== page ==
The legendary Bill Russell knew he couldn't score from the top of the key, so he heeded his own advice and did what he did best: dunk and defend. In this interview he explains why NBA players take years to understand their own unique skill set.
“The most important thing a player needs to learn is how to play within himself, and to know what he's capable of, and what he's not capable of. And to take what he's capable of, and make that his game.”
“I can't shot, you're right. But I can dunk.”
This summer the Miami Heat face the choice of a quick fix, or adapting a slower development path. Gordon Hayward gives the team instant credibility at a steep price.
Last season the Heat played with a $24 million salary handicap and promising players on the sidelines. Having Justise Winslow and Josh Richardson healthy for a full season could be a difference maker this time around. The outcome hinges on how much faith the organization places on them reaching the level Hayward has already achieved.
What is Winslow capable of, and not capable of? Still only 21 years-old, he displays a promising ability to run the floor and score around the basket with either hand. At his most effective self, he switches the ball between hands in mid-air to evade the defender and make the basket. Winslow's strength isn't at the 3-point line, but then Miami got to love Dwyane Wade despite his reluctance to score from deep.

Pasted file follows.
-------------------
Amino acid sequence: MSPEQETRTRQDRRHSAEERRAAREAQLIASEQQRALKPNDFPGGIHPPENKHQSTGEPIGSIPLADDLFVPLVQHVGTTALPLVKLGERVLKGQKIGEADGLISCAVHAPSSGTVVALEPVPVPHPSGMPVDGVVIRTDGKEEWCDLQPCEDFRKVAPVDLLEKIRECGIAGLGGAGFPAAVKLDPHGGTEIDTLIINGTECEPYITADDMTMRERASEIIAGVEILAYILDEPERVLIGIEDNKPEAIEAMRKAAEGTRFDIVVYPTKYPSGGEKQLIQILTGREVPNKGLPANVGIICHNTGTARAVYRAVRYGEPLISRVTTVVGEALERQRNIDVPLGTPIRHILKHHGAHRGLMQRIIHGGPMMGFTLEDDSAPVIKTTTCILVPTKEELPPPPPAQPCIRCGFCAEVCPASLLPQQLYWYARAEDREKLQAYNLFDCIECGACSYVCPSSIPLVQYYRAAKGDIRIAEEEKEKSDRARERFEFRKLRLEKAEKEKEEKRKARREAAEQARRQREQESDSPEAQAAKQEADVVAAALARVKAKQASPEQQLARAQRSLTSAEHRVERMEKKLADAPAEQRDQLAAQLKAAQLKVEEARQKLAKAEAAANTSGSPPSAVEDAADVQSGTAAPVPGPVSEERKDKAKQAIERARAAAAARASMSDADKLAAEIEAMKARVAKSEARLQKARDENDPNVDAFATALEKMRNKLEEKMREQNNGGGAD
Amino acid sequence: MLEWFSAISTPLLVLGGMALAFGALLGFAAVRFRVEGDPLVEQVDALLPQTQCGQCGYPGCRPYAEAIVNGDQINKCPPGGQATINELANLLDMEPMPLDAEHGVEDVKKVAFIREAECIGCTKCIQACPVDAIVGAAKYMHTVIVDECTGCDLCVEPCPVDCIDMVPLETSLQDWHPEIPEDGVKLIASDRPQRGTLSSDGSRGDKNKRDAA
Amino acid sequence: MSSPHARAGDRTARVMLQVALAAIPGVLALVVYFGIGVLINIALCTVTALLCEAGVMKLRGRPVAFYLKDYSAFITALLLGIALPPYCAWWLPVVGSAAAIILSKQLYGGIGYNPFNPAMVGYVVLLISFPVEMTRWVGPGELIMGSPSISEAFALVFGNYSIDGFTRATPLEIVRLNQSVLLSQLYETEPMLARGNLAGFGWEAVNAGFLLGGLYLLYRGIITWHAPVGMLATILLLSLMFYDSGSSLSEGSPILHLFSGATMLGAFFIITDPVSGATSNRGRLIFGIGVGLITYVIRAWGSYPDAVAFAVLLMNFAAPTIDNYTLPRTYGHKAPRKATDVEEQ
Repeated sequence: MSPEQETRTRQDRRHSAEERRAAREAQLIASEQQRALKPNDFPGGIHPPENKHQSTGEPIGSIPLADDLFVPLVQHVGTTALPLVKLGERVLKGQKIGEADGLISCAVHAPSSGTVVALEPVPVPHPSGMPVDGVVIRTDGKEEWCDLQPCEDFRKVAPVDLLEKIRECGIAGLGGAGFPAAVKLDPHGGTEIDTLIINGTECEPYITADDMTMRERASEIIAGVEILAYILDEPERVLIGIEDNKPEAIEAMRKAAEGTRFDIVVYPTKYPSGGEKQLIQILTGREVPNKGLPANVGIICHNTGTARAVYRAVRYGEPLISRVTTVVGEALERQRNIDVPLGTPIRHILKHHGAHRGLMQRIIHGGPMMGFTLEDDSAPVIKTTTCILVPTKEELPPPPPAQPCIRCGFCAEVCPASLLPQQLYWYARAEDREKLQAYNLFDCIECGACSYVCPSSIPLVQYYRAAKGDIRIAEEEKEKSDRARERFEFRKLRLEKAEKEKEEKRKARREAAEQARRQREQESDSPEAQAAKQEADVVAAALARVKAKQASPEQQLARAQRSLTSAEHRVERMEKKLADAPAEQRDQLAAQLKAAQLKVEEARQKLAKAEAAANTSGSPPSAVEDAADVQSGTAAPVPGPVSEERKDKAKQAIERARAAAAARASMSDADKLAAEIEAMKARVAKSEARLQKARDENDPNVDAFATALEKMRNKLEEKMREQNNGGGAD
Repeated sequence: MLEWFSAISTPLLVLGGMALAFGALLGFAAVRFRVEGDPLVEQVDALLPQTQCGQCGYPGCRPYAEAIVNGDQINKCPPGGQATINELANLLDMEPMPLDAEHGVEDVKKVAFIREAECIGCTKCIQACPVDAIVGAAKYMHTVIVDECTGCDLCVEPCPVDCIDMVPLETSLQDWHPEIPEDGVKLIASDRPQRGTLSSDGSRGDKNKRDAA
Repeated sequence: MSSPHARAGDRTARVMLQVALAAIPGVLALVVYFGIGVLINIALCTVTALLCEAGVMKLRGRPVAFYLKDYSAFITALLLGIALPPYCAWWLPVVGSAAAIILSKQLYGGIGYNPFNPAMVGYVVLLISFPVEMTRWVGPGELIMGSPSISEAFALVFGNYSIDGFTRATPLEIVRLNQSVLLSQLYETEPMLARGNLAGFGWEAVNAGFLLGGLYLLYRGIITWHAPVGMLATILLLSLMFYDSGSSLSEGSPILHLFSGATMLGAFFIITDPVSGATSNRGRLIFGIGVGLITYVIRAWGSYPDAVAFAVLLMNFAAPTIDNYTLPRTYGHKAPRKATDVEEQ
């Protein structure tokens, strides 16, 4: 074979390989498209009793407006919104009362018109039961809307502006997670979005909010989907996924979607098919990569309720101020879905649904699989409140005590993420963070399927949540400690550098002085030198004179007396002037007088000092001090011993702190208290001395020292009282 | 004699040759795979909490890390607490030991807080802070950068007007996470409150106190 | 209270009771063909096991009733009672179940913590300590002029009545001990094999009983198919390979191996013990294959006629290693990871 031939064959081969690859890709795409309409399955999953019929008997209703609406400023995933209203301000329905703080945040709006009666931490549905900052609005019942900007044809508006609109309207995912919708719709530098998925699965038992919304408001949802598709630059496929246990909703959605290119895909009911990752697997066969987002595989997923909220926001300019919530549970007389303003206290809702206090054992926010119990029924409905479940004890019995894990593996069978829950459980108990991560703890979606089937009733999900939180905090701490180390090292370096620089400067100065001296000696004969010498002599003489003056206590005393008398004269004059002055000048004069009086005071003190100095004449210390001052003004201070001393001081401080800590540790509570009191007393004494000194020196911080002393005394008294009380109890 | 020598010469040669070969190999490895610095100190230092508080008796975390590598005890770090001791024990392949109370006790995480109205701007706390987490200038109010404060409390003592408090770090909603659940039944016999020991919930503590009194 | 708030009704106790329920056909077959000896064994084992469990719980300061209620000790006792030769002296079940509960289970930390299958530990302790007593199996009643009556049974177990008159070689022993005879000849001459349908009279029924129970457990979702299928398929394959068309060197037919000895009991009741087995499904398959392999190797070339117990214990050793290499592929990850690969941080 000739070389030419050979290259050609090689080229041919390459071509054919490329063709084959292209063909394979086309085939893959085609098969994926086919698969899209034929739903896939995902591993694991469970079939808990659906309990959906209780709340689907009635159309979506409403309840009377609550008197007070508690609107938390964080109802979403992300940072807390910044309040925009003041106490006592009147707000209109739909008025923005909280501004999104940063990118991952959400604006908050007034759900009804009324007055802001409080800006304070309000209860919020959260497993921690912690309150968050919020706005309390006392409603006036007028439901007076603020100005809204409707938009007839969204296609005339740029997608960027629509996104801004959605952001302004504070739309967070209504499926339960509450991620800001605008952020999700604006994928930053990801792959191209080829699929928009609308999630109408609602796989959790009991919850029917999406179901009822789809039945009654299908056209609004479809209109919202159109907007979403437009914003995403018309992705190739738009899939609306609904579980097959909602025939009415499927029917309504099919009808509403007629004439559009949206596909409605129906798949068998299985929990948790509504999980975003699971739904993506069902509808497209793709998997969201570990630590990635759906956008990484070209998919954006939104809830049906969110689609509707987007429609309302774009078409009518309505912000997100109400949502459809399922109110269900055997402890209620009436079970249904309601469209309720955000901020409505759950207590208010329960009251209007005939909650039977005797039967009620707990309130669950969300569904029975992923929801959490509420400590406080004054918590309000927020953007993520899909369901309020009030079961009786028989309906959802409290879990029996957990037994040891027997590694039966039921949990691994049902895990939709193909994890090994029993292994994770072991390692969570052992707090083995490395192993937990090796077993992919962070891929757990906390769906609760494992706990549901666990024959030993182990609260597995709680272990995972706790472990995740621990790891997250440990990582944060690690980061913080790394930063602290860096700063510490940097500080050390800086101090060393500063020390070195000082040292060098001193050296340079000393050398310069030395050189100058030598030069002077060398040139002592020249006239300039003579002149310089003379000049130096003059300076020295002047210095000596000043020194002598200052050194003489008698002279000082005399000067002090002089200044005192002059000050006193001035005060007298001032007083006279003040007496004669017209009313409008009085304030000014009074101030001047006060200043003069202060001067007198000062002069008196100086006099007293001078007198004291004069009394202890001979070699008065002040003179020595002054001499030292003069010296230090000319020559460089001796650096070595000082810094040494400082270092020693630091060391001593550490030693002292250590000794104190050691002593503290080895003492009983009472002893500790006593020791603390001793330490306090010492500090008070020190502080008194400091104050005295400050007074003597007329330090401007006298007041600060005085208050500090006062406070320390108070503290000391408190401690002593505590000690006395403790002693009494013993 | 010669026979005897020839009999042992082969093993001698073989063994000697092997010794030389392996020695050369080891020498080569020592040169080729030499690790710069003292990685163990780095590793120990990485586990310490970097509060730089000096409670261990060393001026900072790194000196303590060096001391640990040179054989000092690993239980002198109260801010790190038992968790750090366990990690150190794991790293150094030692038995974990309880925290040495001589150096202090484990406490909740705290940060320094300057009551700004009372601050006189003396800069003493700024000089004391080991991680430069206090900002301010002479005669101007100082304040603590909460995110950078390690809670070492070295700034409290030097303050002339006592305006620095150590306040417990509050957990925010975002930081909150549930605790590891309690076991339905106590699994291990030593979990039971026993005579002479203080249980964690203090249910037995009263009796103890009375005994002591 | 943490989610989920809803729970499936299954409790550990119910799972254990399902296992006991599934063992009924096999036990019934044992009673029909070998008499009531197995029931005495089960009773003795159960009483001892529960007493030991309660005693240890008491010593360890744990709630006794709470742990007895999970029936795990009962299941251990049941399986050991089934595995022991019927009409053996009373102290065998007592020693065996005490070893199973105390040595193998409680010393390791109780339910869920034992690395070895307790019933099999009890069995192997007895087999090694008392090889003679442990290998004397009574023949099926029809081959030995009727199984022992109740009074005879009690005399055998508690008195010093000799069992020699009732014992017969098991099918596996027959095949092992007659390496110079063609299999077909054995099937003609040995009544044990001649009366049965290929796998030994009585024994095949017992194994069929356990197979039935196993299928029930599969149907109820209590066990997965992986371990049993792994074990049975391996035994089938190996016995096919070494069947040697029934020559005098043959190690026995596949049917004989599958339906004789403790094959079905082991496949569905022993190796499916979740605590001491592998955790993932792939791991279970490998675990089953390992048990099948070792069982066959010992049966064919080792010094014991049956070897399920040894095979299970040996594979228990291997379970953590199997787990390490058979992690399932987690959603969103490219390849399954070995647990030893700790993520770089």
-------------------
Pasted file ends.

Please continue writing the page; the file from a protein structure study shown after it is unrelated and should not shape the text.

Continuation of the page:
The other facet of Winslow's game is his acknowledged defensive prowess, as the following video shows (good but often repeats content).
Josh Richardson was out most of last season, and could bring Miami a true 3-and-D player. Richardson is capable of defending, dunking and 3-point shooting: the complete package. Hayward reached his peak needing seven seasons. Can Richardson understand his game sooner?
Coach Nick of Bballbreakdown.com, after a one-minute commercial, analyzes the Heat's unbelievable second half turnaround, with an emphasis on James Johnson's important contribution.
My take on his video is how often he said Dion Waiters and company refused to take bad shots. That insight may come from the value of having enough NBA experience not to rush shots. With Winslow, Richardson and Tyler Johnson entering their third season, they could finally achieve the maturity to understand the NBA game. Heat might see what the team is capable of when totally healthy.